University of Michigan's Mcity releases threat-identifying tool for automated vehicles

New report addresses cybersecurity issues, solutions

By Meredith Bruckner - Community News Producer

According to Mcity, automonous vehicles will face the same threats as computer networks

ANN ARBOR - A new report published by University of Michigan's automated vehicle testing facility, Mcity, lays forward several security vulnerabilities that must be overcome before automated and connected vehicles can become widely adopted.

In the report, titled "Assessing Risk: Identifying and Analyzing Cybersecurity Threats to Automated Vehicles," researchers imagine three scenarios in which self-driving vehicles show signs of security attacks.

First, an automated vehicle veers off its navigation route, takes its driver to a desolate road, pulls over and stops.

Second, when the driver calls his or her vehicle to come to a store, and instead receives a ransom message demanding a $100 bitcoin transfer in return for the vehicle.

Third, a self-driving vehicle won't move from the driveway, since it senses it's been hacked and the driver's home has been preprogramed as its safe destination.

Sounds like something out of a movie, right?


(Photo: Steve Alvey, Michigan Engineering)

This would be the reality for vulnerable security systems on automated vehicles.

Mcity researchers have created what they call the Mcity Threat Identification Model, which could help industry and academic researchers better understand potential threats.

"Cybersecurity is an overlooked area of research in the development of autonomous vehicles," said Andre Weimerskirch, lead author of the paper, who leads Mcity's cybersecurity working group and is also vice president of cybersecurity for Lear Corp. "Our tool marks not only an important early step in solving these problems, but also presents a blueprint to effectively identify and analyze cybersecurity threats and create effective approaches to make autonomous vehicle systems safe and secure."

Along with the new technology of advanced mobility comes new security risks, and researchers believe the tool is the first of its kind.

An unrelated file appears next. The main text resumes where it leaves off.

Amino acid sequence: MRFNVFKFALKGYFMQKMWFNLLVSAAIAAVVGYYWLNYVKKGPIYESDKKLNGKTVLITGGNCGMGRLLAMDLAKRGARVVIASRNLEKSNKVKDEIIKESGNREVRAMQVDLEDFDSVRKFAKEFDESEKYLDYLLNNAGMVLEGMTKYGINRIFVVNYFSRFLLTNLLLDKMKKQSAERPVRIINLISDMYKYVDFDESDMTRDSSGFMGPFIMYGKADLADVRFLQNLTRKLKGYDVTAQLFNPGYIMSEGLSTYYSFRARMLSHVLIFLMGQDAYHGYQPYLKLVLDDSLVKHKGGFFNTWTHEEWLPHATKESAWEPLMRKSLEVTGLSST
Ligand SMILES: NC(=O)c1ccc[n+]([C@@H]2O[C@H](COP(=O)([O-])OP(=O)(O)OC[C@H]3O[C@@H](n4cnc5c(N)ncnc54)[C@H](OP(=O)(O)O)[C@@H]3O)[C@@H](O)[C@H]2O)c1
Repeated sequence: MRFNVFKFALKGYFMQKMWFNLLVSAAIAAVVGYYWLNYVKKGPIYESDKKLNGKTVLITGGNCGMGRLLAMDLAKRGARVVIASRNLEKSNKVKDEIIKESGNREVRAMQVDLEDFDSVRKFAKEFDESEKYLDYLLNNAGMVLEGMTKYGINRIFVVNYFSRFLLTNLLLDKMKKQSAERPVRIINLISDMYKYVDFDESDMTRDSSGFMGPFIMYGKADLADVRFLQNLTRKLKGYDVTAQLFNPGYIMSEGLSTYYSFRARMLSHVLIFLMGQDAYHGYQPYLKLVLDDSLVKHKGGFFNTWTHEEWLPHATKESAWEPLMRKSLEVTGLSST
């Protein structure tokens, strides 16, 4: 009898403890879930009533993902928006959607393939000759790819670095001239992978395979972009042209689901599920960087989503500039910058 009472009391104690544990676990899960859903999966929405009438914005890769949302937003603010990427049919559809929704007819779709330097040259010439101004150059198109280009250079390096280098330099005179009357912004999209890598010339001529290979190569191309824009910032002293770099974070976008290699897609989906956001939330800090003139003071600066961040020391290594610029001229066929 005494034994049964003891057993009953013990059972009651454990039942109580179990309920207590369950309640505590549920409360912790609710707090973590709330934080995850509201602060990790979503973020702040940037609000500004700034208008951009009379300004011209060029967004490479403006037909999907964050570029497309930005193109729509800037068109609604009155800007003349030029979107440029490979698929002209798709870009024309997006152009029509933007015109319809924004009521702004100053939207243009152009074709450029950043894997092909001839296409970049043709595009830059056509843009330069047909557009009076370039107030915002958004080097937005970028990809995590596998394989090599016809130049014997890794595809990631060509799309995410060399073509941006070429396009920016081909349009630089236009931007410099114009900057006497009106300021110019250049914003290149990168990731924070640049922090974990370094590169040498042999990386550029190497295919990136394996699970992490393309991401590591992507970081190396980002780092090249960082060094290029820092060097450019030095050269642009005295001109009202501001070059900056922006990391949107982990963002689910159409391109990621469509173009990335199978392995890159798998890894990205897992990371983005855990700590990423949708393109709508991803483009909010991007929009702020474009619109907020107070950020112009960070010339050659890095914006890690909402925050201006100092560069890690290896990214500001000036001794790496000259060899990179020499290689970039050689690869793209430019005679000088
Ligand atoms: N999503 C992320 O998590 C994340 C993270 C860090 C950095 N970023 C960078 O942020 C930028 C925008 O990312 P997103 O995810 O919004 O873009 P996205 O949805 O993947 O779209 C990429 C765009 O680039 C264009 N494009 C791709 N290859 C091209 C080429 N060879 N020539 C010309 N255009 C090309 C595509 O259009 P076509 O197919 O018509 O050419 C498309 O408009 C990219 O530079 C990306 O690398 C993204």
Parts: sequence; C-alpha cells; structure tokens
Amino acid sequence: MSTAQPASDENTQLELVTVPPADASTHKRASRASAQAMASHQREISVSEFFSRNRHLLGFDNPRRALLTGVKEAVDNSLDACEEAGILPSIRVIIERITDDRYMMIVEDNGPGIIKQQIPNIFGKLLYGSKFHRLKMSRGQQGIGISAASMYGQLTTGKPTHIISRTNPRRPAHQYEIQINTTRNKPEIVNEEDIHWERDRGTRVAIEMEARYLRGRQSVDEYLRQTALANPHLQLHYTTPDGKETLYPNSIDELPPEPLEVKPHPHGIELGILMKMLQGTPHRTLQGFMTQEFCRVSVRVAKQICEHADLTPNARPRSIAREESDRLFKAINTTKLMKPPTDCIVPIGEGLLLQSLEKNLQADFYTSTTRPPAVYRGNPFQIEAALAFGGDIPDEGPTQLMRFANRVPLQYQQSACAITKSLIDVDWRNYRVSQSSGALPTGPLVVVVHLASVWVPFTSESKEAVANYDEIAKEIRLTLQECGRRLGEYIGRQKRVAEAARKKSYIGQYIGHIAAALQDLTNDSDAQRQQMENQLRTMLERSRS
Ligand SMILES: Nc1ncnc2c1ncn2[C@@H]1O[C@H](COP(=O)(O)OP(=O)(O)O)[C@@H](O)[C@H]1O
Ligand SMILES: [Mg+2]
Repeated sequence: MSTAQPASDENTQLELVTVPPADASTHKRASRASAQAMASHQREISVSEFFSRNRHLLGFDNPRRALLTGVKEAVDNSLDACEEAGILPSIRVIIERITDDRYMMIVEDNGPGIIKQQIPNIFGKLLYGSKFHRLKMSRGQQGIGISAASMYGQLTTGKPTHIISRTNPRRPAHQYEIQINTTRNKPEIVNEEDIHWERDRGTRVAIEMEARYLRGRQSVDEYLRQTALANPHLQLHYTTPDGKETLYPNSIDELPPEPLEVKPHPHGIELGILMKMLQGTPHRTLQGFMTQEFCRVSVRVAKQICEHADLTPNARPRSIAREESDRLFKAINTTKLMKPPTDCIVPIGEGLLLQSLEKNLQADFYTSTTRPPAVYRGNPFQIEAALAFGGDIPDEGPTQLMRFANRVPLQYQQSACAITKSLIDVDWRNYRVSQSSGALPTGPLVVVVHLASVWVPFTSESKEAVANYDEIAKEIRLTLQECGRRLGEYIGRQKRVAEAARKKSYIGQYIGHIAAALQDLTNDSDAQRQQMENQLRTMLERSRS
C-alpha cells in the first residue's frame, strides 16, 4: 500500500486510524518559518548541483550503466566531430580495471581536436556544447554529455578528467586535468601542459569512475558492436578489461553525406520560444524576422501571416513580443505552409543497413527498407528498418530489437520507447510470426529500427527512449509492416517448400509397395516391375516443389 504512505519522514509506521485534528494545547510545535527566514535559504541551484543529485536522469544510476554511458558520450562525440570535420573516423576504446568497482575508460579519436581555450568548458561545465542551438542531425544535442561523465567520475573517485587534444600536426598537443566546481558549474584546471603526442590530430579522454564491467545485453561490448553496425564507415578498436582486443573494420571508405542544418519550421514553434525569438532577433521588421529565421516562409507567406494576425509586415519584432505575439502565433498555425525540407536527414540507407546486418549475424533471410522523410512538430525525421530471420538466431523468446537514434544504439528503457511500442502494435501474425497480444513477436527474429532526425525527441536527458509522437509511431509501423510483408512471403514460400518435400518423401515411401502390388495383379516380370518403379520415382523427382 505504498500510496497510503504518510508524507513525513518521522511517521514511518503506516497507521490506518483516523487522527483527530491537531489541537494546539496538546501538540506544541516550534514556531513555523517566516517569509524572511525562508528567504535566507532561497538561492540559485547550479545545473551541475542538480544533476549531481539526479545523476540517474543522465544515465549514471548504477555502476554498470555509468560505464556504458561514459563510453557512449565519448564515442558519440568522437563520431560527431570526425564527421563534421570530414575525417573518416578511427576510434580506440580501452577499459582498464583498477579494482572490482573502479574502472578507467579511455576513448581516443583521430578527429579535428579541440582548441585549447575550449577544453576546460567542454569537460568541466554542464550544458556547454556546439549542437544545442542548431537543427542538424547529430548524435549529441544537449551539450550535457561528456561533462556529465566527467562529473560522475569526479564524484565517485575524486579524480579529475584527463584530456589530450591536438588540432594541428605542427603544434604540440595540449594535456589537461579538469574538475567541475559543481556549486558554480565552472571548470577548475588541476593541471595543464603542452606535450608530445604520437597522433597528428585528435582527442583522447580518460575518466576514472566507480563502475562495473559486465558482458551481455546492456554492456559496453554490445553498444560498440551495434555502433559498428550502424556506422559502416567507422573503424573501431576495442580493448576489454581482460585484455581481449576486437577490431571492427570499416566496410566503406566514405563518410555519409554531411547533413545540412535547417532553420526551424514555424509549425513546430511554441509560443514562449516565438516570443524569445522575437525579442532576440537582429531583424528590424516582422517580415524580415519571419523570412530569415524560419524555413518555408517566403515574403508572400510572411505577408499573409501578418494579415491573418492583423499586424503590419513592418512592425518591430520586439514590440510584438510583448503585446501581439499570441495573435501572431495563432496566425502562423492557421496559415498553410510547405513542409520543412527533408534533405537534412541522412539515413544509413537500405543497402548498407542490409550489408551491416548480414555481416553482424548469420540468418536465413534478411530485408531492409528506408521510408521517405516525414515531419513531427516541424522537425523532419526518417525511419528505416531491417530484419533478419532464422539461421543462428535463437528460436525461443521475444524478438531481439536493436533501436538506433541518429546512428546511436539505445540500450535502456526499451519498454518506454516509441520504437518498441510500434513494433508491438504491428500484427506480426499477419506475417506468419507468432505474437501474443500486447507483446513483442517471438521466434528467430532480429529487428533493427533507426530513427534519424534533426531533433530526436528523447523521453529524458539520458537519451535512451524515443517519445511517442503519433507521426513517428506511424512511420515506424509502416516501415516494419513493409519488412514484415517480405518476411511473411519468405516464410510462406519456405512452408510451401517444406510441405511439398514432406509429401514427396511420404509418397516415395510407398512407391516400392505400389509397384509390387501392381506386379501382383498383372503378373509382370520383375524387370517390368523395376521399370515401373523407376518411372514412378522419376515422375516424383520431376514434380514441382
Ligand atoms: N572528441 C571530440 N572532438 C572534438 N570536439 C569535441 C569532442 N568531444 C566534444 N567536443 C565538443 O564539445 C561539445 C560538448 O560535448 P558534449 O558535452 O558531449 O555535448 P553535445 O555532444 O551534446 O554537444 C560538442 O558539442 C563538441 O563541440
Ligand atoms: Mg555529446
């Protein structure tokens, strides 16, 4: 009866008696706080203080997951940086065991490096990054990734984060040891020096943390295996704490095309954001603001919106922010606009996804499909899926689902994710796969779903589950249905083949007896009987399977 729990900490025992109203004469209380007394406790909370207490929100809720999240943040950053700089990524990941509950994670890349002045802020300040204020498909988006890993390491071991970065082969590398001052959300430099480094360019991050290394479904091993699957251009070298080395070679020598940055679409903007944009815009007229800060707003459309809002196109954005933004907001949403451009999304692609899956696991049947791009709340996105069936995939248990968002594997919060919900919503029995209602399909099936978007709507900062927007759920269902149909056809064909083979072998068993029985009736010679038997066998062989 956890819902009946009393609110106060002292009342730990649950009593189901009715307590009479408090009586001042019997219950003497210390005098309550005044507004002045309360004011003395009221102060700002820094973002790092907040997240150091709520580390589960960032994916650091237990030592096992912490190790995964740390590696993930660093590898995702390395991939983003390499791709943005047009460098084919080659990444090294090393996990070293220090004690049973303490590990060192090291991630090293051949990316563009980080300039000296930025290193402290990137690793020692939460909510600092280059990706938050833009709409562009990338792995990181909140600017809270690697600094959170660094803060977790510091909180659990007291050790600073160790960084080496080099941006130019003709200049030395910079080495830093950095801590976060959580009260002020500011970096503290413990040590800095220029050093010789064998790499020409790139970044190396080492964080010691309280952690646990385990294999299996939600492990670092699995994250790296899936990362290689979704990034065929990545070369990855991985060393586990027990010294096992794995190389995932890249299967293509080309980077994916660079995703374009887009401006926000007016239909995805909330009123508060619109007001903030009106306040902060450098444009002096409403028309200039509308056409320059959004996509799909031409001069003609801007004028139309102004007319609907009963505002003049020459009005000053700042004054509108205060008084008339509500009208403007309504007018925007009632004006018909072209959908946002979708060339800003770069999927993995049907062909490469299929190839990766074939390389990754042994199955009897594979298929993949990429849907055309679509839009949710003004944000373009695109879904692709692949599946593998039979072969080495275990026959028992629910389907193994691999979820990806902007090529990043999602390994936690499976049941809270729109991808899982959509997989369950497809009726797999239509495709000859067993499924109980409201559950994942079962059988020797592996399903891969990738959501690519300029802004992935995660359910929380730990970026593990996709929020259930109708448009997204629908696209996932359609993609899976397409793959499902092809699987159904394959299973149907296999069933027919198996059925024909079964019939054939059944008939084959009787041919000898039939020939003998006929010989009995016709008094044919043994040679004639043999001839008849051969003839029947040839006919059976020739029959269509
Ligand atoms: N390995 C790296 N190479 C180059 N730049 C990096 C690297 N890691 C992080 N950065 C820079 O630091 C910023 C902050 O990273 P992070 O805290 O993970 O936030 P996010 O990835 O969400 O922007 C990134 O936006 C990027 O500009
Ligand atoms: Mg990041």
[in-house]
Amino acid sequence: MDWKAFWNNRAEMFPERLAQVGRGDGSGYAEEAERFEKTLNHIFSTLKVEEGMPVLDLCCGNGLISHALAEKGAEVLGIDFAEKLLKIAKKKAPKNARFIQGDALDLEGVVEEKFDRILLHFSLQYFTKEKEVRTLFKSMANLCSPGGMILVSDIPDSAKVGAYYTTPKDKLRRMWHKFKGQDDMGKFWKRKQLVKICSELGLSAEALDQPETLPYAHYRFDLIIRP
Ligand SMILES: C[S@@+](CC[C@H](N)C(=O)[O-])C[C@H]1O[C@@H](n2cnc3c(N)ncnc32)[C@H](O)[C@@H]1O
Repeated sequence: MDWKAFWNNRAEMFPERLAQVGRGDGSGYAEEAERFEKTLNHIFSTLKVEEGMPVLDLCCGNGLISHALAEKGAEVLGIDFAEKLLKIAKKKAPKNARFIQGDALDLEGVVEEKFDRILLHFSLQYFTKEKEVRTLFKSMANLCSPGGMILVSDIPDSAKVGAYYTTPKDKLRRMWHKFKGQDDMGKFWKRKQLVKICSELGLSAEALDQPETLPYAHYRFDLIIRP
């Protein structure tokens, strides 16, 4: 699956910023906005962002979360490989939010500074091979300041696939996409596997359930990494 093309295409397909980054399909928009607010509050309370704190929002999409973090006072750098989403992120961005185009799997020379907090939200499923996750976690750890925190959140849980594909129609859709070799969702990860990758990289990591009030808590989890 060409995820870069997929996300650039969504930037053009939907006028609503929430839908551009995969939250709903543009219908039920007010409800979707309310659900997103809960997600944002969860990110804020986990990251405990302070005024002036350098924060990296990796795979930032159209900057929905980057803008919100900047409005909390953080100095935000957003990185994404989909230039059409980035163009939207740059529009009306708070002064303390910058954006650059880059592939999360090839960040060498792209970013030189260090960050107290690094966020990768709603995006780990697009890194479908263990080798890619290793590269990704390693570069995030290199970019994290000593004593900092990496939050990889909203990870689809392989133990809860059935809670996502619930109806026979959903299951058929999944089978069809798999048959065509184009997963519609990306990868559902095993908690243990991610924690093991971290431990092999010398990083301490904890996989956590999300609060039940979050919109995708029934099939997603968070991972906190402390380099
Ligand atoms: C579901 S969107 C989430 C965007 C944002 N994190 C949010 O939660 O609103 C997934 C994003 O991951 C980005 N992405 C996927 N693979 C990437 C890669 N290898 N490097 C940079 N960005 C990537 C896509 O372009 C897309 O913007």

The new model outlines a framework for considering: the attacker's skill level and motivation; the vulnerable vehicle system components; the ways in which an attack could be achieved; and the repercussions, including for privacy, safety and financial loss. - Mcity

But while the idea of one's car being hacked is terrifying, so is the thought that one's personal home network can also be accessed through the car's system.

"It might seem convenient for an autonomous car that gets within 15 minutes of your home to automatically turn on your furnace or air conditioner, open the garage and unlock your front door," the researchers write. "But any hacker who can breach that vehicle system would be able to walk right in and burglarize your home."

Public networks that will connect with driverless vehicles include roadway sensors, traffic signals, cameras, the electricity grid and the financial networks that process parking payments and tolls.

"Without robust, fool-proof cybersecurity for autonomous vehicles, systems and infrastructure, a viable, mass market for these vehicles simply won't come into being," said Huei Peng, Mcity director and the Roger L. McCarthy professor of mechanical engineering. "Funding this kind of research is a critical part of Mcity's mission to help break down barriers to widespread deployment of connected and automated vehicle technology."

To learn more about Mcity, visit its website.
 
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